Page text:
The rule was also rejected in Phillip M. Adams & Assoc. LLC v. Winbond Electronics Corp., Case No. 1:05-CV-64 TS (D. Utah, Sept. 8, 2010) where the patents covered only a feature of the chips present in Sony's computers and the plaintiff was seeking to use the entire value of the computer as the base.

In contrast, the court in Mondis Technology Ltd. v. LG Electronics, Inc., et. al., Case No. 2-07-cv-00565 (E.D. Tex. June 14, 2011) recently allowed the use of the entire market rule because there was no satisfactory other means for determining the royalties. It is worth noting that in Mondis the patent holder had a substantial track record of licenses covering the subject patents that relied upon the entire market rule.

Clearly, each of these cases is fact specific, but with the Lucent holding of the Federal Circuit as controlling, district courts will, as here, proceed with caution when the plaintiff advances the entire market rule as the basis for damages.

Judge Alsup's order:

***************

IN THE UNITED STATES DISTRICT COURT
FOR THE NORTHERN DISTRICT OF CALIFORNIA

ORACLE AMERICA, INC.,
Plaintiff,
v.
GOOGLE INC.,
Defendant.

No. C 10-03561 WHA

NOTICE RE QUESTION FOR JULY 21 HEARING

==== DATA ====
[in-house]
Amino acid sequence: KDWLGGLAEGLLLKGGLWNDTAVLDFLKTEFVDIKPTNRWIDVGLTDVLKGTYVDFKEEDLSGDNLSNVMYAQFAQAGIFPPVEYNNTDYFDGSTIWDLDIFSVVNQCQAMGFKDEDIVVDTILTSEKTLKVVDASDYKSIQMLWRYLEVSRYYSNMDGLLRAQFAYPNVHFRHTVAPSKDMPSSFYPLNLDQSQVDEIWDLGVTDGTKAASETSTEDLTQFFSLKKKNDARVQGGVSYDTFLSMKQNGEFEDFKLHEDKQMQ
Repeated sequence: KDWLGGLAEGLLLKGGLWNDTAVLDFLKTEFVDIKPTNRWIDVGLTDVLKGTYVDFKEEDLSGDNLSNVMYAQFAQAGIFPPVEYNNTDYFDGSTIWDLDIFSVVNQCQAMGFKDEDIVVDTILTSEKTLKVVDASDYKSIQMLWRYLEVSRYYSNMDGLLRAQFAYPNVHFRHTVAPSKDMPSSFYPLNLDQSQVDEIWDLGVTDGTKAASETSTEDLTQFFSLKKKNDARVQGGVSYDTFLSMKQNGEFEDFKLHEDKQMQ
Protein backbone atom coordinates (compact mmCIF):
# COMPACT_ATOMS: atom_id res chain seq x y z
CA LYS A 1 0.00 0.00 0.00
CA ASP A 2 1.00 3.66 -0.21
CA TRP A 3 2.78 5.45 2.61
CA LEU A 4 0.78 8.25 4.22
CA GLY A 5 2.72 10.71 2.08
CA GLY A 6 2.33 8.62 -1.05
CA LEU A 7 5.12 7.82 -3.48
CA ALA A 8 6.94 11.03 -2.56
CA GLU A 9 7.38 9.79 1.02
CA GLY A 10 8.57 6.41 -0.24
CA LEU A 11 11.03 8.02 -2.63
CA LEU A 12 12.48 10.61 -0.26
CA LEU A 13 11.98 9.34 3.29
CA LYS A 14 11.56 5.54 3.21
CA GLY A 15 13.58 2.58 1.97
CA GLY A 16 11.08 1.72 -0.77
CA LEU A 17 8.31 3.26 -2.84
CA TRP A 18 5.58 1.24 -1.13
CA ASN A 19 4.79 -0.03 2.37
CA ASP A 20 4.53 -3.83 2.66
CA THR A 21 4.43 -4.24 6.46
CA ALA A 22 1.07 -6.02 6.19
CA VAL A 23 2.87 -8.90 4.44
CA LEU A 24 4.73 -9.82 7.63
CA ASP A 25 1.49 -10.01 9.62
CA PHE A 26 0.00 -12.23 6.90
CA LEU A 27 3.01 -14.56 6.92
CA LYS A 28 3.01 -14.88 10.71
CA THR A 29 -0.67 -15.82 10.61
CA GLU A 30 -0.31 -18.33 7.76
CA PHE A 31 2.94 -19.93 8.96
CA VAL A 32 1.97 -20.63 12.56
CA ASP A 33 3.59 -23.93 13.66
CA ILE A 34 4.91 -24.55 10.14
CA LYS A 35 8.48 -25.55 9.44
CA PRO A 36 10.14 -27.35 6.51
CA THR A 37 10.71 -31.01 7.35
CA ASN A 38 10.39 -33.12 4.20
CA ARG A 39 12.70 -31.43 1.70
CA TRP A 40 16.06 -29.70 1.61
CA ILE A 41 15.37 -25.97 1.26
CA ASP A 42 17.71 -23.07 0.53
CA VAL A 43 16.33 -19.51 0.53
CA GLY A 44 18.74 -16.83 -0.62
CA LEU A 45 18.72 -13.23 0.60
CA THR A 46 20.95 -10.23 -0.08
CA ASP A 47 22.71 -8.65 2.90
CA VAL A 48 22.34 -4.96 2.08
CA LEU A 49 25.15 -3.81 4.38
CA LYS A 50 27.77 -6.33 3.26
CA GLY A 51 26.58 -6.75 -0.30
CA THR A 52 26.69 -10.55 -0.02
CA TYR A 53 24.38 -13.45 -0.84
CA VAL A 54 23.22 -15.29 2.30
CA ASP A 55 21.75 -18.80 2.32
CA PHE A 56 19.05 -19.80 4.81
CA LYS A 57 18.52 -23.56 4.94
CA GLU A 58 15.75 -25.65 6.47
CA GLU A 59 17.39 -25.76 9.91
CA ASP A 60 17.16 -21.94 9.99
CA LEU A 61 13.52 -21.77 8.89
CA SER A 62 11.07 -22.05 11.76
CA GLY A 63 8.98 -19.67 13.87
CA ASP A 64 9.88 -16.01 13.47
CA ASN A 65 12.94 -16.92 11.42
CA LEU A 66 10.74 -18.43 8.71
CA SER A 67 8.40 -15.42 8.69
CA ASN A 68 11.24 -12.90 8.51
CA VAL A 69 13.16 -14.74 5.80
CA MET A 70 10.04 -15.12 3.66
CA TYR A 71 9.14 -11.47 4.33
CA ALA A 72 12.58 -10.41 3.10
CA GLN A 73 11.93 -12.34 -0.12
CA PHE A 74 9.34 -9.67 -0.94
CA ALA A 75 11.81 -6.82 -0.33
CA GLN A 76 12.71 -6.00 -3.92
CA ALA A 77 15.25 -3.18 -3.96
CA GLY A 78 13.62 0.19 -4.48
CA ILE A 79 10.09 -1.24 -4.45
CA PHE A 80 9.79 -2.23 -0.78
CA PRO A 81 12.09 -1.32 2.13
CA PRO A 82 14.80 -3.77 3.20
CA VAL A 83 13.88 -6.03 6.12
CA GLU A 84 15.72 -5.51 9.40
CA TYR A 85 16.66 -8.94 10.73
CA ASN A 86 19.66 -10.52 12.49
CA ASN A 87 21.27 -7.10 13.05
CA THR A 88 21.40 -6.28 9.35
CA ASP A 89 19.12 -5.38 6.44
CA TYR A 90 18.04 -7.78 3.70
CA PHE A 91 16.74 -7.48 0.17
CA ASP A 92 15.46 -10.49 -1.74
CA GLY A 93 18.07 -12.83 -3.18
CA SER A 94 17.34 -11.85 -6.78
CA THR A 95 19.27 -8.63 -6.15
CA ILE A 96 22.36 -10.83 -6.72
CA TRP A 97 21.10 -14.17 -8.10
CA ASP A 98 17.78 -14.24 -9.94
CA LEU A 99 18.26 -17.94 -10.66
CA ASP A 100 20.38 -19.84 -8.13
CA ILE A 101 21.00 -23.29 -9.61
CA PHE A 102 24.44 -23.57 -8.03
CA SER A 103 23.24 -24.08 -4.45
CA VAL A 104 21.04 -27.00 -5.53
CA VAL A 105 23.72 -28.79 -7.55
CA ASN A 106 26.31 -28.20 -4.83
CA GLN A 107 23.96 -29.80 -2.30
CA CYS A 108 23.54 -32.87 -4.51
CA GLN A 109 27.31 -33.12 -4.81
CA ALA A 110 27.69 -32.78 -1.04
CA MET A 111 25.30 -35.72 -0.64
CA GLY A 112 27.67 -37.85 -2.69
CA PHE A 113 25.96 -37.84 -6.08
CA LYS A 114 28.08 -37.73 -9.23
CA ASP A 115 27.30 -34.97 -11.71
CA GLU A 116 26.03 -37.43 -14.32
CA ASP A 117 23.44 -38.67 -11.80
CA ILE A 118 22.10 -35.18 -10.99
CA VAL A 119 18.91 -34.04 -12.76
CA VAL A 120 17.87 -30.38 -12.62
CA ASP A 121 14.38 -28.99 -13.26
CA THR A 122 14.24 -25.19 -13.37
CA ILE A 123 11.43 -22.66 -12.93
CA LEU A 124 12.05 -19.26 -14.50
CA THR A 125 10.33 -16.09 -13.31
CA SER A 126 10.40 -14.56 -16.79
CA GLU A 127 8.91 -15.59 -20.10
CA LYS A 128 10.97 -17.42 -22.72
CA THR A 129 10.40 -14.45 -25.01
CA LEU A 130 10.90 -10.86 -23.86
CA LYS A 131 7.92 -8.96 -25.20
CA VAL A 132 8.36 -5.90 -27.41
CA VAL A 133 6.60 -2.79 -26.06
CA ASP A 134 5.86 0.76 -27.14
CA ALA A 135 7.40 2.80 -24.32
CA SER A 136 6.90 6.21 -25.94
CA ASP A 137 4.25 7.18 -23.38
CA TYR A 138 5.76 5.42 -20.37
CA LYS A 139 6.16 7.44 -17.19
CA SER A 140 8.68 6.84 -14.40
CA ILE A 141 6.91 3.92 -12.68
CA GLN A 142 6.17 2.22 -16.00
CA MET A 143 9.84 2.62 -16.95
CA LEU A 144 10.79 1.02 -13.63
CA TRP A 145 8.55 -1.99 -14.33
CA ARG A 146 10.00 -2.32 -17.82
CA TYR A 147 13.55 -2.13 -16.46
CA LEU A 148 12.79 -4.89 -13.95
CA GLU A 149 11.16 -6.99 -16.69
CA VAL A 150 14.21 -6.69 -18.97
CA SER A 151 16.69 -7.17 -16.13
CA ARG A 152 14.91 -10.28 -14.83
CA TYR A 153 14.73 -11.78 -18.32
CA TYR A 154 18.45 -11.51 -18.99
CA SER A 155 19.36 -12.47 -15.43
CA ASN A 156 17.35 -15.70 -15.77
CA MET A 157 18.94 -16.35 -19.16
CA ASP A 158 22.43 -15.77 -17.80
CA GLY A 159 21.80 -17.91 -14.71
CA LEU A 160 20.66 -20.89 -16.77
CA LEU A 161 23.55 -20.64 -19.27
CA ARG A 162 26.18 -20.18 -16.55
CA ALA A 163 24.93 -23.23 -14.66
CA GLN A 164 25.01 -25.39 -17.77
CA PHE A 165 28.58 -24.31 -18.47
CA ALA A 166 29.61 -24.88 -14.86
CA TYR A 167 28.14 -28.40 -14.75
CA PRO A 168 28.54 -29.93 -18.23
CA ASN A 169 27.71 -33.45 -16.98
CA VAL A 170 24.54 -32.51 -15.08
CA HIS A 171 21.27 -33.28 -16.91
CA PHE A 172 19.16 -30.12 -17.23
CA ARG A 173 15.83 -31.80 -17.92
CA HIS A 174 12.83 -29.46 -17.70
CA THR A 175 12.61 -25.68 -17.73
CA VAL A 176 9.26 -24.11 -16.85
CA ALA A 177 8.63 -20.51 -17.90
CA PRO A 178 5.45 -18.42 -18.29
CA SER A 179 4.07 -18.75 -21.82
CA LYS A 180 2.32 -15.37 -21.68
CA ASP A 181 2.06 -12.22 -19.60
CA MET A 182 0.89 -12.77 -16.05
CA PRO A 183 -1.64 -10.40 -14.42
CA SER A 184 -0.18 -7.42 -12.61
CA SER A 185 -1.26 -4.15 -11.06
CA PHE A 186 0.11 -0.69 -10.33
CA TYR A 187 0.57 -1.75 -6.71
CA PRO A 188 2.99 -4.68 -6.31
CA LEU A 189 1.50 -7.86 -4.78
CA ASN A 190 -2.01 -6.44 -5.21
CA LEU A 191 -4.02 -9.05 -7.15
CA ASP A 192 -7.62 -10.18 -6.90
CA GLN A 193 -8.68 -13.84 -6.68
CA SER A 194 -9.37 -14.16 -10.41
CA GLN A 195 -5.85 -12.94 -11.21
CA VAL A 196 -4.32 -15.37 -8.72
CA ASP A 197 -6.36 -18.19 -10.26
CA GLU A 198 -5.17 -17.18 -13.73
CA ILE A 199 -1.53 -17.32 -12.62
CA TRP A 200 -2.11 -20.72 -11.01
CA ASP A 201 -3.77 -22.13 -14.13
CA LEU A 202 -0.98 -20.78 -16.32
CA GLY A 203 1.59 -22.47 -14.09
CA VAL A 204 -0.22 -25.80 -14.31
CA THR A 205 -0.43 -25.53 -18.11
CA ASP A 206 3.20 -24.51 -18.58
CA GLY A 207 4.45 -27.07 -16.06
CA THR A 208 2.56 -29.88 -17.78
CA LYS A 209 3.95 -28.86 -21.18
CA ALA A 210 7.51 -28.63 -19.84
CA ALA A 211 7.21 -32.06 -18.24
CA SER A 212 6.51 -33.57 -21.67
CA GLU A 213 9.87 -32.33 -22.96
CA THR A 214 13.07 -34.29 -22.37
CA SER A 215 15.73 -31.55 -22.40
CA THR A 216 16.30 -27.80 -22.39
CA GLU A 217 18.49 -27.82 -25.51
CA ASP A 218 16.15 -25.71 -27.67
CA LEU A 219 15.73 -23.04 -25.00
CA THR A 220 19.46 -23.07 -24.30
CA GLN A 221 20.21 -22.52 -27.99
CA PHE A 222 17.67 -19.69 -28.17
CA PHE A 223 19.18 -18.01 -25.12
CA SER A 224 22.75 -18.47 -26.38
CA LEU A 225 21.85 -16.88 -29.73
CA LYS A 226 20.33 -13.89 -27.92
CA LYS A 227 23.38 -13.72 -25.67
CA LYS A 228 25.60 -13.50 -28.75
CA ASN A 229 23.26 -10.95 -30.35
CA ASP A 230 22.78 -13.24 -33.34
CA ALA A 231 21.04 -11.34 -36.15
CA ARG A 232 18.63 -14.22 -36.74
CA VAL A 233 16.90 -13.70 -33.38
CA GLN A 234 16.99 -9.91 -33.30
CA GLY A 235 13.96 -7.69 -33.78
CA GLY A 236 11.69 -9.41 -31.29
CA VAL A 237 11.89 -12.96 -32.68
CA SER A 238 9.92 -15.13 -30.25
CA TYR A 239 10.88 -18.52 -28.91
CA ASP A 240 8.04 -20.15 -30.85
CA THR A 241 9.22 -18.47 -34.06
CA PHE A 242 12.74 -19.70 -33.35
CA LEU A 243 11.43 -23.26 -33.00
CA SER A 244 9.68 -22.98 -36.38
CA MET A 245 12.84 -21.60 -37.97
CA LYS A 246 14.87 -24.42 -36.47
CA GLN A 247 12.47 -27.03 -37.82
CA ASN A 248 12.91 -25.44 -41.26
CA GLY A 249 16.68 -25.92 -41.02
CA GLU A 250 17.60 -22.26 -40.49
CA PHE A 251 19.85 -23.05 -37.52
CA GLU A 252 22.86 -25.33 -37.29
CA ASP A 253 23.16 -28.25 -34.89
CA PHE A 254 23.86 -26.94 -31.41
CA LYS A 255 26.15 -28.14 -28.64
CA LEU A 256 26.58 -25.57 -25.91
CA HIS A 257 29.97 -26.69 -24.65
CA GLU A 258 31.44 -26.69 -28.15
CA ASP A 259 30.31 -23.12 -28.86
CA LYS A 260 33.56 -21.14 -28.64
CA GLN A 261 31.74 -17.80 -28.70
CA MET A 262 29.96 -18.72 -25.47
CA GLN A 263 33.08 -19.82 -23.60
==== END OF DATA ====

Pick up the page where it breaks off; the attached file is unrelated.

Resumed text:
At the hearing on July 21, counsel shall please address whether the Oracle damages report was deficient for failing to cover “all of its damages report” as required by paragraph 9 of the case management order (Dkt. No. 56) inasmuch as it omits any basis for its application of the “entire market value” theory, saying that “others” will cover this important premise. Please do not file more submissions but address this point orally. This is without prejudice to addressing other questions raised.

IT IS SO ORDERED.

Dated: July 8, 2011.

/s/William Alsup
WILLIAM ALSUP
UNITED STATES DISTRICT JUDGE


Latest filings:

07/08/2011 - 207 - NOTICE RE QUESTION FOR JULY 21 HEARING. Signed by Judge Alsup on July 8, 2011. (whalc1, COURT STAFF) (Filed on 7/8/2011) (Entered: 07/08/2011)

07/08/2011 - 208 - MOTION for Leave to File Supplement Invalidity Contentions filed by Google Inc.. (Attachments: # 1 Affidavit Declaration of Mark Francis in support of Motion for Leave to Supplement Invalidity Contentions, # 2 Proposed Order Proposed Order Granting Google Inc's Motion for Leave to Supplement Invalidity Contentions)(Sabnis, Cheryl) (Filed on 7/8/2011) (Entered: 07/08/2011)